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A Farewell From The Best-Connected Davos Man You've Never Heard Of

As it does every January, the upscale Belvédère Hotel in Davos will host World Economic Forum guests. Only this year, the VIP's won't receive their usual greeting from Ernst Wyrsch, the hotel’s recently-retired director, who has long min

The Belvédère Hotel in Davos, Switzerland (Robert Scoble)
The Belvédère Hotel in Davos, Switzerland (Robert Scoble)
Matthias Chapman

DAVOS -- "I had tears in my eyes," says Ernst Wyrsch. He wasn't talking about last year, when he left his job of 15 years as director of the Belvédère Hotel above Davos, Switzerland. He was talking about 2006, when boxing legend Muhammad Ali visited the hotel. "We waited for him in the lobby, along with around 50 journalists and photographers. When Ali arrived, something unexpected happened. The photographers put their cameras down on the ground and started applauding."

Wyrsch has probably met and lodged more government and business leaders, more show biz greats, than anyone else in Switzerland. Along with 70 Nobel prizewinners, the list includes 100 heads of state. Just a few of the names on it are Bill Clinton, Helmut Kohl, Tony Blair, Bill Gates, Chrysler and Fiat CEO Sergio Marchionne and Deutsche Bank CEO Josef Ackermann – not to mention Angelina Jolie, U2 front man Bono and Robert De Niro. Wyrsch has endless stories to tell, ranging from Clinton's talents on the saxophone to the impact of being in the presence of Nelson Mandela, whose eyes were still so sensitive to light after years in jail that photographers were forbidden to use flashes.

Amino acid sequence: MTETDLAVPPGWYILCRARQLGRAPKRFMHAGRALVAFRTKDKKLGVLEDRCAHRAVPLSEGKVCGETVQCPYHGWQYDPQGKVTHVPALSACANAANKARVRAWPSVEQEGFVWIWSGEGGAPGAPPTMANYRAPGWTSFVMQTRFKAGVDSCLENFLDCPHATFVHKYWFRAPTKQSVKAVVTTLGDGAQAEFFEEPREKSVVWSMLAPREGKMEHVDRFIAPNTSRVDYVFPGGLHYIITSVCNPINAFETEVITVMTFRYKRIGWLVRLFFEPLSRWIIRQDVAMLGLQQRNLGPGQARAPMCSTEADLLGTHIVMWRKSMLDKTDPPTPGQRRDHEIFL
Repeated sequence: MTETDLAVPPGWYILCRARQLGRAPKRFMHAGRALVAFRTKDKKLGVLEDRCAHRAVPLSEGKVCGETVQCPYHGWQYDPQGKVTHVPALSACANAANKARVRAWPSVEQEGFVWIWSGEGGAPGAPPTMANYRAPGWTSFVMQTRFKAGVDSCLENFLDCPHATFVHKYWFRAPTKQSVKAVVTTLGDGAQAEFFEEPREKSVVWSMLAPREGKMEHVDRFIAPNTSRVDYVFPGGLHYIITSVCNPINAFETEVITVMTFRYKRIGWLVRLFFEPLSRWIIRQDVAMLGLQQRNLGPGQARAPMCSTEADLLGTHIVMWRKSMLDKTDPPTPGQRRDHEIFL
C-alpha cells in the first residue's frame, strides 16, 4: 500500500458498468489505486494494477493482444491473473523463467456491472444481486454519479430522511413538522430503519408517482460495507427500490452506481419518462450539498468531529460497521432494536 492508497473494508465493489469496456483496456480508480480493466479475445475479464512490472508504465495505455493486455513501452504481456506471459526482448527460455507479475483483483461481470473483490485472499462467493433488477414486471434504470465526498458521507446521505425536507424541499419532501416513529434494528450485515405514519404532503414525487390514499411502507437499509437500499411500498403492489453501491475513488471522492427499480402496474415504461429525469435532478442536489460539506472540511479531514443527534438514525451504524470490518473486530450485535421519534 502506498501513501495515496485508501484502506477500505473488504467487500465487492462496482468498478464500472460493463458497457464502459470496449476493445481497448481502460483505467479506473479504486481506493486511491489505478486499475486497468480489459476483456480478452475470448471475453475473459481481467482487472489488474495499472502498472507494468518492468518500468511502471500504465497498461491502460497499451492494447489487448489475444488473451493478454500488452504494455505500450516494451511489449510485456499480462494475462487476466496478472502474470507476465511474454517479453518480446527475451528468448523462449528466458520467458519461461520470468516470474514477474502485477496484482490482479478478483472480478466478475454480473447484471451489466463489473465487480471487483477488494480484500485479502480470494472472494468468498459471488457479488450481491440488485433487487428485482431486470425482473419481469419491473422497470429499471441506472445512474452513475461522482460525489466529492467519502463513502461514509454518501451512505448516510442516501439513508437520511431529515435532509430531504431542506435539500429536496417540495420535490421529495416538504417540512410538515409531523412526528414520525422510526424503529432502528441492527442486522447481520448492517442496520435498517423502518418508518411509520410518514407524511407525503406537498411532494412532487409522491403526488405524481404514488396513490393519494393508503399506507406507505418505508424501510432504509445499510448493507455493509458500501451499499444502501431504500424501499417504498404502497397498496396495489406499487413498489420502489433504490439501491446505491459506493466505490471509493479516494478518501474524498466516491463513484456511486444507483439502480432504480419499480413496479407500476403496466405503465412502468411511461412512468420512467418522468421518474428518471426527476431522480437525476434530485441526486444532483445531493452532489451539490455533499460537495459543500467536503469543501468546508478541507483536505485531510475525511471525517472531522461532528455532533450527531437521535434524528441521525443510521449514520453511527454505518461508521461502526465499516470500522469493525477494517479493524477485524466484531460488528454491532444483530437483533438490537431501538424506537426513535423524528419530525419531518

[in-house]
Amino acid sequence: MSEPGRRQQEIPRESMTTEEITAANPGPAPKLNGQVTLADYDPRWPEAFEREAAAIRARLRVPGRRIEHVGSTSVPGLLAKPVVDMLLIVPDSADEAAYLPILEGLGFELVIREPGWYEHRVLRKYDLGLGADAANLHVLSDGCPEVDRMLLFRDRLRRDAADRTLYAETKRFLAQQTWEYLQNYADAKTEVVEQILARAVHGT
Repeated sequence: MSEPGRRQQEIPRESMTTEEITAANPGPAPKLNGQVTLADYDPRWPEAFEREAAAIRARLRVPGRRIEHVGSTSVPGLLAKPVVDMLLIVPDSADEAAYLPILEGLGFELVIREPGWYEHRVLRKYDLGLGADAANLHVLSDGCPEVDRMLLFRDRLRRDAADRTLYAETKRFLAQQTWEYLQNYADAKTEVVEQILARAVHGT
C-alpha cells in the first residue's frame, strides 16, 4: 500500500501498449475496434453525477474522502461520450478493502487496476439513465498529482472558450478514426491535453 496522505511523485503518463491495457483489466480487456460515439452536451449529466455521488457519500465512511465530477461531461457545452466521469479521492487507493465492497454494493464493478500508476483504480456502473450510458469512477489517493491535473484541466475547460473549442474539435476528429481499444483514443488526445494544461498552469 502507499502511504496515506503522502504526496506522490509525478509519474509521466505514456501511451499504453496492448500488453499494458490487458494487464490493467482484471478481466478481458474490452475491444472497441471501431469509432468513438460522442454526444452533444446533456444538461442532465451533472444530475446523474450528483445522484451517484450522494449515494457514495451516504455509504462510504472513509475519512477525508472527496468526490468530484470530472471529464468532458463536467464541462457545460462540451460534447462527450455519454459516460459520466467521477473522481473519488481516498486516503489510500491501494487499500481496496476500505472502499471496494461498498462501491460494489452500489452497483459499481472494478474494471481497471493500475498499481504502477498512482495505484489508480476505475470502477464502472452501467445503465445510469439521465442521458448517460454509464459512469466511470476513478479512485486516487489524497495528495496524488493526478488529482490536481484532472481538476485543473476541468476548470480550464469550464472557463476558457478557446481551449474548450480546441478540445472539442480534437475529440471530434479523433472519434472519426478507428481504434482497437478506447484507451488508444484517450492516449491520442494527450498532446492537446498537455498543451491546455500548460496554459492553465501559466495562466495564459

As director of the Belvédère, Wyrsch became a central figure in Davos, where his hotel remains a favorite address of the world's great and good. Wyrsch remembers taking up his position when the hotel was "very down" and there was talk of demolishing it or converting it into holiday apartments. Wyrsch put all his energy into keeping it functioning as a hotel. He made his number one priority the week in January when the World Economic Forum (WEF) meets in Davos.

Wyrsch's concept didn't find favor with everyone. He was, for example, the person who came up with the idea of staging big society events in the mountain town. "That wasn't always in the interests of WEF founders Klaus and Hilda Schwab," he says. The founders preferred a more "sober" atmosphere, according to Wyrsch.

Wyrsch also discovered that there's a dark side to the glamorous lifestyle. "Some of these people want a separate entrance, or a red carpet, and when all the extra trouble you go to still isn't enough – it was kind of a pain," he says. He also remembers more than one big-time French business leader: "They compensated for the fact that they didn't speak foreign languages with arrogance." Sarkozy's was an exciting presence, "but he took up an exceptional amount of room."

Clinton"s mega-entourage

Probably the most important if also the most security-intensive visit during his Belvédère career was that of former U.S. president Bill Clinton in 2000. "He had an entourage of 1,500 people, really borderline in terms of putting them all up," says Wyrsch. Rooms had to be booked for miles around. Clinton's security team was particularly picky: "Only the director's apartment in our hotel was good enough for them." Before the big man arrived, some 40 Secret Service officers showed up and examined every last corner of the Belvédère.